Remember all those VFW posts in Dallas that were raided a few months back, busting up small-time poker games? Dan and the Pokerati gang covered those busts in depth, detailing the extreme, paramilitary way in which the raids went down.
Once upon a time, police were generally viewed as society's friends. The Dallas raids are one of ten thousand examples of the way the relationship between police and the country's citizens have changed in this modern day.
What's odd, though, is not that poker raids like these became a minor cause celebre, but rather that it took so long to happen. Comedian/TV host Drew Carey recently drew upon the incidents as an example of authority carried to the extreme in a video blog post at reason.tv, as the fourth episode in his ongoing "Drew Carey Project".
And yet, and yet... I'm not sure Drew or the person who wrote the introduction to the video on the site understands where true north is in the battle over semi-private gambling. Here's how that introduction reads:
In his latest video for Reason.tv, Drew Carey goes all in to report how Dallas cops carried out a paramilitary-style raid on a poker game at the Veterans of Foreign Wars Post 1837, which has now been forced to close its doors.
The raid is part of a broader move by local police to shut down poker games, arrest players, and seize property - even in low stakes games benefiting charity, like at the VFW. And it's emblematic of the government's misguided war on gambling, such as the recently enacted federal ban on Internet wagering. In most jurisdictions throughout the country, consenting adults are banned from gambling -- unless of course they want to bet on low-odds games run by the government. State lotteries, that is.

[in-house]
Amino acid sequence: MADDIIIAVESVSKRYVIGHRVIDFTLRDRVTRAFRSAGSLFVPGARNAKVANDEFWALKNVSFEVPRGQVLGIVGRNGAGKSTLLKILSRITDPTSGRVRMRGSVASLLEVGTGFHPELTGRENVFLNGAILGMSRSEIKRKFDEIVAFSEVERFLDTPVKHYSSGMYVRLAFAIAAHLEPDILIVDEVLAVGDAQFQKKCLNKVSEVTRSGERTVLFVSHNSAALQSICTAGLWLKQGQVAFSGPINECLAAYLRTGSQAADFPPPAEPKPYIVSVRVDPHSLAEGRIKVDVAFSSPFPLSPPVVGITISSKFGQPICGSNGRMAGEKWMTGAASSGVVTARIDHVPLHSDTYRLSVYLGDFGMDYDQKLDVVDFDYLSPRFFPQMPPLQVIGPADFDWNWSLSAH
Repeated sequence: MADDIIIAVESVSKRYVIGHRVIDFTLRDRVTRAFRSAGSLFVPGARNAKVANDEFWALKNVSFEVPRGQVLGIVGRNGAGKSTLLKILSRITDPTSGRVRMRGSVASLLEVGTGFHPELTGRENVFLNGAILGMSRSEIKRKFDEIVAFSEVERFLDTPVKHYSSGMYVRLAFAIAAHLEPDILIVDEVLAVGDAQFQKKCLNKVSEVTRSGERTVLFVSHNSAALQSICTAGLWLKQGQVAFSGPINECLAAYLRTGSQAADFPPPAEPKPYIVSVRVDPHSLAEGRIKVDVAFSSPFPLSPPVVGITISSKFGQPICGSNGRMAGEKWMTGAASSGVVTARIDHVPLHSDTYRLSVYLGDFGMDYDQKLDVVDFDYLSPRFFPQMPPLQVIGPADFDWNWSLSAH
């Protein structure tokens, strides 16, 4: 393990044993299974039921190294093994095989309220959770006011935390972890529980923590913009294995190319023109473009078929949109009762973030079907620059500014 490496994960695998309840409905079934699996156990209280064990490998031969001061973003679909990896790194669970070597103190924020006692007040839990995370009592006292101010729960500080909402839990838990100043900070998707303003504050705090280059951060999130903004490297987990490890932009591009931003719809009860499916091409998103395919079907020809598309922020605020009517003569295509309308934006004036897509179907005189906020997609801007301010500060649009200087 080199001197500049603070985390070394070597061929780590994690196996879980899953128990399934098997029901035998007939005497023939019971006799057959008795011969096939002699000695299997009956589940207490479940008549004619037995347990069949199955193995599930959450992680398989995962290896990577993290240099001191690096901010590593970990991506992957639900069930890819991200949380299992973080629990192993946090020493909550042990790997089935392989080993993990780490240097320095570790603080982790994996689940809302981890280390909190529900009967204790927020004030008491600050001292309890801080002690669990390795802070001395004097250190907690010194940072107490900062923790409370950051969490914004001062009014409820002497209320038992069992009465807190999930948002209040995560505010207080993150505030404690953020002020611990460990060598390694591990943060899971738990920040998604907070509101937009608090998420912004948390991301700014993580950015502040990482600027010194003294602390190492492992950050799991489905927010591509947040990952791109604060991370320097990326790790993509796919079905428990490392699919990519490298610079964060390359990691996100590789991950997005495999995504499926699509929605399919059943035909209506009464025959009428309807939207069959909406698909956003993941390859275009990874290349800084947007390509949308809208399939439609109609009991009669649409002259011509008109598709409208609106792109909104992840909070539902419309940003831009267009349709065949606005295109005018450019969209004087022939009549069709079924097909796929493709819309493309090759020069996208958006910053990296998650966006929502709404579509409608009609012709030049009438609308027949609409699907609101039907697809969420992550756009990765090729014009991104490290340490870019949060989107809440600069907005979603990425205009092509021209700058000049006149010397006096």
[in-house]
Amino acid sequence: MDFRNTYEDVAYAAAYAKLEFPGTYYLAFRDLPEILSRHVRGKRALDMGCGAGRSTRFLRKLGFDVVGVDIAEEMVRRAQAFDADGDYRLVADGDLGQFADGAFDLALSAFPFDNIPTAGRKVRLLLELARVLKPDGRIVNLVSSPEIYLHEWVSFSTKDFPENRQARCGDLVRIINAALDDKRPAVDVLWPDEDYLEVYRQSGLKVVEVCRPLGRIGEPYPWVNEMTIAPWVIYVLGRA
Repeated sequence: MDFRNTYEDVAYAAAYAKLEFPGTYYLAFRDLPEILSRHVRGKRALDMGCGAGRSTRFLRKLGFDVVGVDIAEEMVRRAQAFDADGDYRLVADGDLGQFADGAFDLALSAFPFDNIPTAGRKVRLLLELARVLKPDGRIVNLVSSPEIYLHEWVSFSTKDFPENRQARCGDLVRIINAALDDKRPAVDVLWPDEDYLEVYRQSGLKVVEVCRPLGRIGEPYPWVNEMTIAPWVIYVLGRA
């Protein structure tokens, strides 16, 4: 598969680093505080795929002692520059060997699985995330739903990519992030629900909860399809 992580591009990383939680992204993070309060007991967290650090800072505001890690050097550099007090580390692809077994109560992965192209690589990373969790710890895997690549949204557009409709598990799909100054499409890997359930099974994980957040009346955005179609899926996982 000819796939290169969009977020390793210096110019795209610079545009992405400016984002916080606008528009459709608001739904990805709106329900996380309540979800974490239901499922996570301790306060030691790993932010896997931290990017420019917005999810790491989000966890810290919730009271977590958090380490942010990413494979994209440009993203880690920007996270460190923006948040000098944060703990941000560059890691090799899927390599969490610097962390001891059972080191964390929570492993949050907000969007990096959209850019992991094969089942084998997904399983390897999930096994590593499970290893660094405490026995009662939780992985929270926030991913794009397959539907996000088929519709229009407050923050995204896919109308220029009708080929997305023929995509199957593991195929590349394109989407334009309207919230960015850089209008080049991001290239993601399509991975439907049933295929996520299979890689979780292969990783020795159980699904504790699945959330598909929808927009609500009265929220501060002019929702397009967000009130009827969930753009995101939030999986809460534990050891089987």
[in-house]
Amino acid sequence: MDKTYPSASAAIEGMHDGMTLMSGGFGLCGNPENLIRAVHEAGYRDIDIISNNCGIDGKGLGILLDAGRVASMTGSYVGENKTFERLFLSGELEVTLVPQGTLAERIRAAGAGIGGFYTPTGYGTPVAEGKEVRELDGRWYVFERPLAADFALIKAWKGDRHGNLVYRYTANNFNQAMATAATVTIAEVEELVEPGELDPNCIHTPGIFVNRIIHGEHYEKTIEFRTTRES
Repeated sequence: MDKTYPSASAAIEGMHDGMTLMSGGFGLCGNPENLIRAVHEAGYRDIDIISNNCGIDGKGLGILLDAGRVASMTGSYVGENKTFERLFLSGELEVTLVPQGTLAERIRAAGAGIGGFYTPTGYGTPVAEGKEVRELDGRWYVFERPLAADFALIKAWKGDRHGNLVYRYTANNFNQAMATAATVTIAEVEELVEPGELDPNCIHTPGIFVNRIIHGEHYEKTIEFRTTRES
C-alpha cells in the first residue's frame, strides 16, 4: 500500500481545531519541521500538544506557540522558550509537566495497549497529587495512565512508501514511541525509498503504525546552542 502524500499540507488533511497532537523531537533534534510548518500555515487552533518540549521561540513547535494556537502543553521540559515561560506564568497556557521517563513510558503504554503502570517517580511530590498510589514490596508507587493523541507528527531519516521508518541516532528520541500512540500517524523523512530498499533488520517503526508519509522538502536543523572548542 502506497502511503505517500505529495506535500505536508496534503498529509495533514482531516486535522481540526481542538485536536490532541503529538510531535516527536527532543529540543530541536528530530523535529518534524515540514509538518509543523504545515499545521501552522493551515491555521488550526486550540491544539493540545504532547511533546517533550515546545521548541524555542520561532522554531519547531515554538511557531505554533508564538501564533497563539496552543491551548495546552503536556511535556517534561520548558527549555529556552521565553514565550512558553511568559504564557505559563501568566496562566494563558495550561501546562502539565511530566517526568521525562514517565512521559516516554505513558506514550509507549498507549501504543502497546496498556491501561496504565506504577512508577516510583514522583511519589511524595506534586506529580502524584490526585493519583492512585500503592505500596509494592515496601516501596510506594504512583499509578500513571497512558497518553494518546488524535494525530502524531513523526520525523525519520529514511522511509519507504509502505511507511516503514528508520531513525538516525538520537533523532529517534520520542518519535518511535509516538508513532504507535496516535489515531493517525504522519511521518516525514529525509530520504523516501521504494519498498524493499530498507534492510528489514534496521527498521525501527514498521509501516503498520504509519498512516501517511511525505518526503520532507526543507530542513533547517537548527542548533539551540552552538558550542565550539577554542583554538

Texas Close 'Em is Episode 4 of the Drew Carey Project on Reason.tv.
It's all true, of course, but it misses one key point: Such raids are almost always triggered by someone from the holier-than-thou, who believes it is his or her right to implement his will over your soul. Its granted that a faction of similar beliefs-driven folks are some small part of the enforcement infrastructure, which may indeed influence the strength of the response.
Understanding that is is a bit tongue in cheek, perhaps fighting fire with fire is called for, to combat this what's-mine-is-mine-and-what's-yours-is-mine attitude. I know that one of the local churches here persists in banging on my door every few weeks to try to recruit me, despite the fact that I've told them repeatedly not to bother. It's not that I'm anti-church, far from it; I graduated from a four-year religious school. But I admit to being very curious as to what would happen if I swore out a harassment complaint against said church after the eighth or fifteenth time they've come a-knockin' at my door. Think the police would take similar action? Think they'd take any action at all?
Yes, frustration abounds. I'm likely kidding, too, even if it's true that no one can affect societal change without stepping on a toe or two at some point. Checking out of the bully pulpit... and good night.